Address at the World Food Summit, 10 June 2002

Honourable Chairperson,
Your Excellencies, Heads of State and Government,
Your Excellency, Mr Kofi Annan, Secretary General of the United Nations,
Your Excellency, Mr Jacques Diouf, Director General of the Food and Agricultural Organisation,
Ministers and distinguished delegates:

This important meeting in Rome is a declaration of hope to the peoples of the world that the leadership on our common universe is committed to "eradicate poverty, achieve food security and promote sustainable development as we advance to a fully inclusive and equitable global economic system".

The experience of the past five years indicates that there has been some progress, albeit slow, towards the achievement of the vision contained in the Rome Declaration on World Food Security. The current situation is that we are reducing the number of hungry people by 6 million against a target of 22 million per annum. The key shortfall is the decline of investments in agriculture and rural development, relating both to domestic and foreign sources.

Furthermore, civil strife, conflict, migration, natural disasters, unfair trade practices and an unfavourable economic climate, have resulted particularly in Africa being faced with a real threat of famine. If we are to achieve the targets set in the 1996 Plan of Action and confirmed in the Millennium Declaration, we have to recommit ourselves, both individually and collectively, to the full implementation of the programmes agreed in 1996 to eradicate hunger.

In our country level assessments, it was clear that in cases where there was strife and other problems, institutions for implementation could not be established. Where peace prevailed, time was needed to adopt the necessary policies, programmes and institutions, as well as attend to such matters as gathering the necessary baseline information for purposes of effective planning, implementation and monitoring. This has given us the necessary foundation for us to move forward faster during the period ahead of us.

As a continent, we have established a framework through the New Partnership for Africa's Development, NEPAD, within which the World Food Summit Plan of Action will be implemented. NEPAD identifies agriculture as a priority sector. In this regard, we want to ensure that we extend the area under sustainable land management and reliable water control systems; improve rural agriculture and market access; increase levels of investment in agricultural research; and, increase food supply while reducing hunger.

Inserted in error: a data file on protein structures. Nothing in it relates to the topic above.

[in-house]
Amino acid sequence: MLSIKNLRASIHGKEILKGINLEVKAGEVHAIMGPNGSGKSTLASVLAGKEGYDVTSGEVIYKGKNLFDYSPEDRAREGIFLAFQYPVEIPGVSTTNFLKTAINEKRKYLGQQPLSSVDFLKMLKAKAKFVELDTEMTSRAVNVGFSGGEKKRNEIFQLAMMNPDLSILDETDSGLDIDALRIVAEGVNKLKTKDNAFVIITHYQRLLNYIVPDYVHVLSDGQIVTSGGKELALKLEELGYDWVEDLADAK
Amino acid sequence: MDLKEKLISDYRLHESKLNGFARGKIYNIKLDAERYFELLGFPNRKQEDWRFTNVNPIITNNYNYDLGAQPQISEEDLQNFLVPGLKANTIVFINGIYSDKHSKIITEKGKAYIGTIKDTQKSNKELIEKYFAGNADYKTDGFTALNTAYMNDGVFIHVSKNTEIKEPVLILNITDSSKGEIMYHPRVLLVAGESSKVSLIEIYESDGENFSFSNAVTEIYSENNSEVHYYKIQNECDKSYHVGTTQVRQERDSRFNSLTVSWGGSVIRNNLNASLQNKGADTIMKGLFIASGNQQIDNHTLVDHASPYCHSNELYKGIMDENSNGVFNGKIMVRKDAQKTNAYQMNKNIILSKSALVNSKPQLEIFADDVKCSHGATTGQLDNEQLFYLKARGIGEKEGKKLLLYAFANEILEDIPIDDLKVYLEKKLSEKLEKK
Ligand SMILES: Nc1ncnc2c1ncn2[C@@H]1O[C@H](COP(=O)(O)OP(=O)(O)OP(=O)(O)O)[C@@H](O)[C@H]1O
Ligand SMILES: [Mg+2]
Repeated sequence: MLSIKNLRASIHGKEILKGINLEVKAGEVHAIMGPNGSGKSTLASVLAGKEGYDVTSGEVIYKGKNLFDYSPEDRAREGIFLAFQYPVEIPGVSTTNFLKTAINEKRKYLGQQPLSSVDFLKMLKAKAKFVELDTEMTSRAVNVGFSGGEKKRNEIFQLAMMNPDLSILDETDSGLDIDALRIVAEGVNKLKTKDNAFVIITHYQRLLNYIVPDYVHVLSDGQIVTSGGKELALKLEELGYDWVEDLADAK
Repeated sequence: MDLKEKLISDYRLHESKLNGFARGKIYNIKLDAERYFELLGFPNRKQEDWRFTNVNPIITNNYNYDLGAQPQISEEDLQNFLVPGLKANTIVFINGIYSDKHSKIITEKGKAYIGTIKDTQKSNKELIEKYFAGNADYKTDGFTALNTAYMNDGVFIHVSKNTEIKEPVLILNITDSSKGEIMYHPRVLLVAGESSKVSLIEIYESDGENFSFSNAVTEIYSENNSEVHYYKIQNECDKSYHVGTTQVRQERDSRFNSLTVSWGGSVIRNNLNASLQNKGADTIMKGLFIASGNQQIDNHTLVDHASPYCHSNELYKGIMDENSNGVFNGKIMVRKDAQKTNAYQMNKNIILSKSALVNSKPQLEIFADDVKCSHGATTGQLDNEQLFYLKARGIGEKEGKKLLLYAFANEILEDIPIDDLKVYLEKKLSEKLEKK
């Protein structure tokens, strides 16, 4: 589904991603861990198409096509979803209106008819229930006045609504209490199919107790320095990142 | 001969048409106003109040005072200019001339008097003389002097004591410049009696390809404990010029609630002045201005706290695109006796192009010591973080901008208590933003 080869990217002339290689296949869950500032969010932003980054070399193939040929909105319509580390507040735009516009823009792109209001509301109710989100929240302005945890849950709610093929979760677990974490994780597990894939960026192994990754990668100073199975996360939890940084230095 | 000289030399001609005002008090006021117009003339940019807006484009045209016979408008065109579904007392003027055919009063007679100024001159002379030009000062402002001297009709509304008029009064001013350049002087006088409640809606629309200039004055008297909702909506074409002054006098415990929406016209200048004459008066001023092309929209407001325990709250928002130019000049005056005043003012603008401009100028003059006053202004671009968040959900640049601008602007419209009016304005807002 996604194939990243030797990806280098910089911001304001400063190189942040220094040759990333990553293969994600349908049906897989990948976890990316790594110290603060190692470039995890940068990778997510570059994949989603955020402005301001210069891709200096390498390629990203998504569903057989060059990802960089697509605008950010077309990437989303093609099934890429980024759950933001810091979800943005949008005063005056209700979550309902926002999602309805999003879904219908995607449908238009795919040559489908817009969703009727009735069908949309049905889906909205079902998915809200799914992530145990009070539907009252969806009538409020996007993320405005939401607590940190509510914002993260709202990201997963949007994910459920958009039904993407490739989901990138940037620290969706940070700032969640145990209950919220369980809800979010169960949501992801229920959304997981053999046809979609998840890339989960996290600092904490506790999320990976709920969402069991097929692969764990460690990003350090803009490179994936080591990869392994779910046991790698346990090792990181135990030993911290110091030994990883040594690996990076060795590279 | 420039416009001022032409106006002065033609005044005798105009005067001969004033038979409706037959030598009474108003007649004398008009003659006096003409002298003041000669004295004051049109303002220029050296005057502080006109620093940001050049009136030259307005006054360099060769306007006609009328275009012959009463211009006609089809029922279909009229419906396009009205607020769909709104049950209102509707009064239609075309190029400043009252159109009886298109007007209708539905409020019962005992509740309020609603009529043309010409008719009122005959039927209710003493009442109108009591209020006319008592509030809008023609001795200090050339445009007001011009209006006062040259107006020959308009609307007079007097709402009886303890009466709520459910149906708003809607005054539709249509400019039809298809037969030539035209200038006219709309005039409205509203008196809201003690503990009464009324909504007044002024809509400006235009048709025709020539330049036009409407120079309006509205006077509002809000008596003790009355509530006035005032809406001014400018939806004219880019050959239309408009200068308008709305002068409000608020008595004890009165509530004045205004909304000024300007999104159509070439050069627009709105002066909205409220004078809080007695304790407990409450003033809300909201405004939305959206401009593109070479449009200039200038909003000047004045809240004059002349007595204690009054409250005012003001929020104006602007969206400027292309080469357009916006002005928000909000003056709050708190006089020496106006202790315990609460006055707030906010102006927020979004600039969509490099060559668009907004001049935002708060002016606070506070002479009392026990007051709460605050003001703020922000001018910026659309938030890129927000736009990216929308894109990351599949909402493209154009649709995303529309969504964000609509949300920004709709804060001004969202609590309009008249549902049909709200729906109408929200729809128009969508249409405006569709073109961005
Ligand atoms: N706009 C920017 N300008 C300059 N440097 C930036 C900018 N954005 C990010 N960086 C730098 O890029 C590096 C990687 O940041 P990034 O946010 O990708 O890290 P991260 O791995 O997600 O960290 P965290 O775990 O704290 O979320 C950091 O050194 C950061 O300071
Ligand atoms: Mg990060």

Complimentary to this, we urge that all issues blocking our access into the markets of the developed world have to be addressed. Speedy movement on this matter would yield early dividends with regard to the achievement of the goal of sustainable food security.

Of great importance, we must all commit to a partnership of mutual accountability between North and South to effect the necessary changes, as represented, for instance, by NEPAD. The premise of this partnership must be an unambiguous commitment to solving problems together, in a spirit of joint responsibility among governments and between them and the private sector and civil society.

We would like to take this opportunity to thank the Director-General of the FAO and his colleagues for working so well in partnership with the NEPAD institutions, providing technical support to help elaborate the programme of action with regard to African agriculture.

The mission that has brought us here today started in earnest at the 1996 World Food Summit, where we stated that: "We reaffirm the right of everyone to have access to safe and nutritious food, with an immediate view to reducing the number of undernourished people to half the present level, no later than 2015."

In the Millennium Declaration in 2000, we stated that we are "committed to making the right to development a reality for everyone and to freeing the entire human race from want."

We are convinced that the world has the capital, technology and human skills to achieve the critically important goals we set ourselves in both the Rome and Millennium Declarations. What is called for is bold leadership, informed by the noble principle of human solidarity.

We cannot go back on the gains of the Doha Development Round. Rather, we should break the impasse caused by differences about what needs to be done to attain food security. We have to realise fair trade, new resource mobilisation and ensure that the objective to defeat underdevelopment and poverty permeates our intervention strategies.

What we agree here must strengthen the Johannesburg Declaration and Plan of Action of the World Summit for Sustainable Development. The Johannesburg Summit should affirm the centrality of agriculture and food security to the objective of sustainable development in a meaningful way.

I trust that all of us will pay the necessary attention to this matter, in the interests of the thousands of millions in the world who are hungry. We therefore look forward to welcoming you in Johannesburg in August and September this year.

I thank you.

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